Properties and Origin of Arctic Aerosols
Abstract: The present thesis deals with the origin and physics of aerosols in the Arctic atmosphere. These show a large annual variability due to changes of the photochemical and cloud processes as well as of the synoptic-scale atmospheric pressure patterns. High concentrations of anthropogenic trace gases and particles are found in the atmosphere during winter and spring, whereas the summer period is least affected as regards human impact. The thesis is based on a synthesis of aerosol observations from ground stations as well as research aircraft. A major goal was to study the shift that the Arctic aerosol-size distribution undergoes from spring to summer, a transition that takes place during a rather short period of around 10 days. Six years of aerosol, chemical, and transport data are investigated for the April-June period. This analysis indicates that the rapid transition is governed by a delicate balance between insolation and the source and sink processes affecting the aerosol. In-situ observations show that exchange processes between the boundary layer and the free troposphere may be a key component governing the temporal evolution of the aerosol during summer. It has been concluded that air-borne measurements are essential for establishing the vertical distribution of the aerosol (knowledge of which may be essential when analysing long-term and point measurements). As emphasized in the thesis, insights concerning this vertical structure are especially valuable when layers aloft show concentrations of soot or light-absorbing aerosol and, in addition, the environment is highly reflecting, as is the case in the Arctic. Such plumes, transported from lower latitudes and difficult to detect from the surface, are suggested to have contributed to the high-altitude Arctic warming trend observed during the last two decades. The results in this thesis underline that merging long-term observations with aircraft measurements is highly useful when studying aerosol and its effects.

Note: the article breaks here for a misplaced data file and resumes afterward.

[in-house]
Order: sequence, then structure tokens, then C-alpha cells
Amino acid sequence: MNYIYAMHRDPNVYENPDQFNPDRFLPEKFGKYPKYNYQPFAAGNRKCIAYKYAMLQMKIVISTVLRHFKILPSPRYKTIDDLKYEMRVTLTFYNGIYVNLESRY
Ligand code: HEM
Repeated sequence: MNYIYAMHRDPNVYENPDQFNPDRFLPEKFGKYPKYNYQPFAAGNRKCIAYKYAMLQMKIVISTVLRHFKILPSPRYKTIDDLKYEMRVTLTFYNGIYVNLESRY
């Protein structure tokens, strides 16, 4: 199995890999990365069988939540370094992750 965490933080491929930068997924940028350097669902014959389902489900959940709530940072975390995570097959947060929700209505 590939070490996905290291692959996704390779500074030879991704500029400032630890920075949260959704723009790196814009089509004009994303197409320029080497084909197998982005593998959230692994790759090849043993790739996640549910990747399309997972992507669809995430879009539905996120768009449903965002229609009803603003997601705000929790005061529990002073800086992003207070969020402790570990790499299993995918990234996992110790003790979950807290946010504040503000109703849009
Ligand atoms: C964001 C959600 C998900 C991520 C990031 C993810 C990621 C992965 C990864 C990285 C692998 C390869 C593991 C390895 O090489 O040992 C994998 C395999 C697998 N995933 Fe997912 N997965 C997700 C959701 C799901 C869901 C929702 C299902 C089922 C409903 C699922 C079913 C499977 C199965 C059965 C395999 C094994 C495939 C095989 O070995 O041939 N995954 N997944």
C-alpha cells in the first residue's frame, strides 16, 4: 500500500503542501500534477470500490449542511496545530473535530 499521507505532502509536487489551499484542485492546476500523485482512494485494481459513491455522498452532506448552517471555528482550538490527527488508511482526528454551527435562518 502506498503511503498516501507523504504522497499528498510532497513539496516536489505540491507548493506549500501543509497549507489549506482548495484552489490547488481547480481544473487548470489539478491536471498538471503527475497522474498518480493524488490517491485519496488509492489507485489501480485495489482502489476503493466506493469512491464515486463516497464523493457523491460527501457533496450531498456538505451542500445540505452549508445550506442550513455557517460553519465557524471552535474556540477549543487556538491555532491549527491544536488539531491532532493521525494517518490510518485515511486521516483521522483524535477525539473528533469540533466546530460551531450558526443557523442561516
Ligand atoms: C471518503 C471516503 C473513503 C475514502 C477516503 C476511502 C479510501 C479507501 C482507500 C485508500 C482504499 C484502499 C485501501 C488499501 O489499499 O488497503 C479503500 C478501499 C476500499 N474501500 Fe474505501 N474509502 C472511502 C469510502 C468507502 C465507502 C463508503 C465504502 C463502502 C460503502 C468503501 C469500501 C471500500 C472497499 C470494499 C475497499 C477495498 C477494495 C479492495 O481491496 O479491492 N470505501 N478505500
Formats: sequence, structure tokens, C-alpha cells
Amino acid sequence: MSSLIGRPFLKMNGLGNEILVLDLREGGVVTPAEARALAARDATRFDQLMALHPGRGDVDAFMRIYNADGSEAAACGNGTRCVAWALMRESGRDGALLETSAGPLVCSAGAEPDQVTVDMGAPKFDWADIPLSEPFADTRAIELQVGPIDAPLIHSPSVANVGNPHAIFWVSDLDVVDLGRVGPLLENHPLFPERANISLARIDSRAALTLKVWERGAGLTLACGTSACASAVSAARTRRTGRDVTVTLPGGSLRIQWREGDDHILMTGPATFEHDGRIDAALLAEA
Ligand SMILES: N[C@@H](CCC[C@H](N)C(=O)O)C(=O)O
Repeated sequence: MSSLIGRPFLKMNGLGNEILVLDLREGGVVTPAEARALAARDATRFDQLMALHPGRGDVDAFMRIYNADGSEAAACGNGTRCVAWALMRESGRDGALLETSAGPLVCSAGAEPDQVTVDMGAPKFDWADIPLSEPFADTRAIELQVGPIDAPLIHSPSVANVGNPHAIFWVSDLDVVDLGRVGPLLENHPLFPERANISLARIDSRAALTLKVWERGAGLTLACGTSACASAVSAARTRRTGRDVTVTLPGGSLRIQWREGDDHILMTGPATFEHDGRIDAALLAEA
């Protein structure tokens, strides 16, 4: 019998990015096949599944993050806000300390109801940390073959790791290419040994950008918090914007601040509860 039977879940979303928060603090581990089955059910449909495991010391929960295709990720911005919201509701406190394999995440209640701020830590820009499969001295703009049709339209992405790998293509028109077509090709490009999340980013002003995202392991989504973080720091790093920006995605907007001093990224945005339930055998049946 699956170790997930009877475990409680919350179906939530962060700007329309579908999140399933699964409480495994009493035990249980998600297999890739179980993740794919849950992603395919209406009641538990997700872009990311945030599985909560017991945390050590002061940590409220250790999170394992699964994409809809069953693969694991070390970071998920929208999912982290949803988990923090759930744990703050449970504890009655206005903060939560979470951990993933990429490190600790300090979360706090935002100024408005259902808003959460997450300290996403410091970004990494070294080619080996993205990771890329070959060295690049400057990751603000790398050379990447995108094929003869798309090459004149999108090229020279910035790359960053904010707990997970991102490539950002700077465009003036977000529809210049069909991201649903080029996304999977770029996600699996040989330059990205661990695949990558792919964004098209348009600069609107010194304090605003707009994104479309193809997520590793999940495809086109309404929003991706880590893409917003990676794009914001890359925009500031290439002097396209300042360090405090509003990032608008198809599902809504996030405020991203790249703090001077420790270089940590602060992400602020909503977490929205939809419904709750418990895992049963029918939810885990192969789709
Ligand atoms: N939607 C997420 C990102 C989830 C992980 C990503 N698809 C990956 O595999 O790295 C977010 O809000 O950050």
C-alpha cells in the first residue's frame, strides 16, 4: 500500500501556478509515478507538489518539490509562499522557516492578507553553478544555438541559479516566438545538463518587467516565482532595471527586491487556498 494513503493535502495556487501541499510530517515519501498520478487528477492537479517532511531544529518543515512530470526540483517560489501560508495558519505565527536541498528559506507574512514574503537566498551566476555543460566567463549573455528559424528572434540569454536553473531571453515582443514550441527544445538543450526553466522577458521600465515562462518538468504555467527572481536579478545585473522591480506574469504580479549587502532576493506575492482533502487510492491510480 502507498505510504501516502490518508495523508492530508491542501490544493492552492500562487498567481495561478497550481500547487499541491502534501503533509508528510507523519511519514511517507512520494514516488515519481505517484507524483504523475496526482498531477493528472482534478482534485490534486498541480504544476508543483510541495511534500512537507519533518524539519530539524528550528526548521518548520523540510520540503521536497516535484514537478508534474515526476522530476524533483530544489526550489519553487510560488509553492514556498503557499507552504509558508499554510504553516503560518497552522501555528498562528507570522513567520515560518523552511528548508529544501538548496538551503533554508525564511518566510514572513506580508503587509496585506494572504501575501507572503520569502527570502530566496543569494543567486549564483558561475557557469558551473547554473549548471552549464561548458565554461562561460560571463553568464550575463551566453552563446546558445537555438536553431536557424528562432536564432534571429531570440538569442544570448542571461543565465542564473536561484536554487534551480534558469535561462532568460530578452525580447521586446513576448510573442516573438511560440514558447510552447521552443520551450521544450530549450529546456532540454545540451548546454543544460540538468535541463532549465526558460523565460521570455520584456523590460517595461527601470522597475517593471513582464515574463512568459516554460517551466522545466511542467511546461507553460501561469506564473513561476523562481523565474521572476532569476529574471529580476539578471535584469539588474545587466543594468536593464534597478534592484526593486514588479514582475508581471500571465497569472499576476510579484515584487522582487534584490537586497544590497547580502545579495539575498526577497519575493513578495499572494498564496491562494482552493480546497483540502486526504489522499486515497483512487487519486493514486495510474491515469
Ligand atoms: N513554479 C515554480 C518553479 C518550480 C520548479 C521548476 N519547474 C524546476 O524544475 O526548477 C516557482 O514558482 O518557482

This dissertation MIGHT be available in PDF-format. Check this page to see if it is available for download.